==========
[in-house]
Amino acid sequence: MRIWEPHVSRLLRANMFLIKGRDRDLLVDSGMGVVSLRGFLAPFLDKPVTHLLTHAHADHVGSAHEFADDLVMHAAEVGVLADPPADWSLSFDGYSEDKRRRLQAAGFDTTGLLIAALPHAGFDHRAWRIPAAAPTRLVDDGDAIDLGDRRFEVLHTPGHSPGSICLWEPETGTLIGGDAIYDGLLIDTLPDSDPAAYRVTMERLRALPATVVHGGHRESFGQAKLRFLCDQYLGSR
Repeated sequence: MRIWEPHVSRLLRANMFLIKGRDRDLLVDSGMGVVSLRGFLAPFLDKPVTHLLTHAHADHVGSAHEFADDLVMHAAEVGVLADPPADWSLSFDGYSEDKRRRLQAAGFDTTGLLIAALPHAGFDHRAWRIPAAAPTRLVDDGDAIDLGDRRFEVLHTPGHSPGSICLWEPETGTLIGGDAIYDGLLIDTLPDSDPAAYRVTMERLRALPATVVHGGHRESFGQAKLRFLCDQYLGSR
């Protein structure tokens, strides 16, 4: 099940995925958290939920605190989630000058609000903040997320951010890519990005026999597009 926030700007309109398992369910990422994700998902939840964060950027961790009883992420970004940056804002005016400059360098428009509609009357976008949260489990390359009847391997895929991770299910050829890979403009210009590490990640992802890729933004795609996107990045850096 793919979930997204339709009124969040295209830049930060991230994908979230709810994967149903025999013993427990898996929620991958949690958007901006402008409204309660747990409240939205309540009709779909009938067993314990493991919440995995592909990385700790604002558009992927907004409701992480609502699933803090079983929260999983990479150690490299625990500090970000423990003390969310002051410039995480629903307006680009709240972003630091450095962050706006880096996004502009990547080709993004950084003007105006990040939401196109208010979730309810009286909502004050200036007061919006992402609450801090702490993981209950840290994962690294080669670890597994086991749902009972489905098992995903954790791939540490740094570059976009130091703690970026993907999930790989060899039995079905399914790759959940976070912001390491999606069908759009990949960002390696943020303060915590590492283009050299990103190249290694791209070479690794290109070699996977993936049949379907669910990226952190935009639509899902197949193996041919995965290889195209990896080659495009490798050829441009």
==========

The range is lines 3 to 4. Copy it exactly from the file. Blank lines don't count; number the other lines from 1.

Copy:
Repeated sequence: MRIWEPHVSRLLRANMFLIKGRDRDLLVDSGMGVVSLRGFLAPFLDKPVTHLLTHAHADHVGSAHEFADDLVMHAAEVGVLADPPADWSLSFDGYSEDKRRRLQAAGFDTTGLLIAALPHAGFDHRAWRIPAAAPTRLVDDGDAIDLGDRRFEVLHTPGHSPGSICLWEPETGTLIGGDAIYDGLLIDTLPDSDPAAYRVTMERLRALPATVVHGGHRESFGQAKLRFLCDQYLGSR
């Protein structure tokens, strides 16, 4: 099940995925958290939920605190989630000058609000903040997320951010890519990005026999597009 926030700007309109398992369910990422994700998902939840964060950027961790009883992420970004940056804002005016400059360098428009509609009357976008949260489990390359009847391997895929991770299910050829890979403009210009590490990640992802890729933004795609996107990045850096 793919979930997204339709009124969040295209830049930060991230994908979230709810994967149903025999013993427990898996929620991958949690958007901006402008409204309660747990409240939205309540009709779909009938067993314990493991919440995995592909990385700790604002558009992927907004409701992480609502699933803090079983929260999983990479150690490299625990500090970000423990003390969310002051410039995480629903307006680009709240972003630091450095962050706006880096996004502009990547080709993004950084003007105006990040939401196109208010979730309810009286909502004050200036007061919006992402609450801090702490993981209950840290994962690294080669670890597994086991749902009972489905098992995903954790791939540490740094570059976009130091703690970026993907999930790989060899039995079905399914790759959940976070912001390491999606069908759009990949960002390696943020303060915590590492283009050299990103190249290694791209070479690794290109070699996977993936049949379907669910990226952190935009639509899902197949193996041919995965290889195209990896080659495009490798050829441009």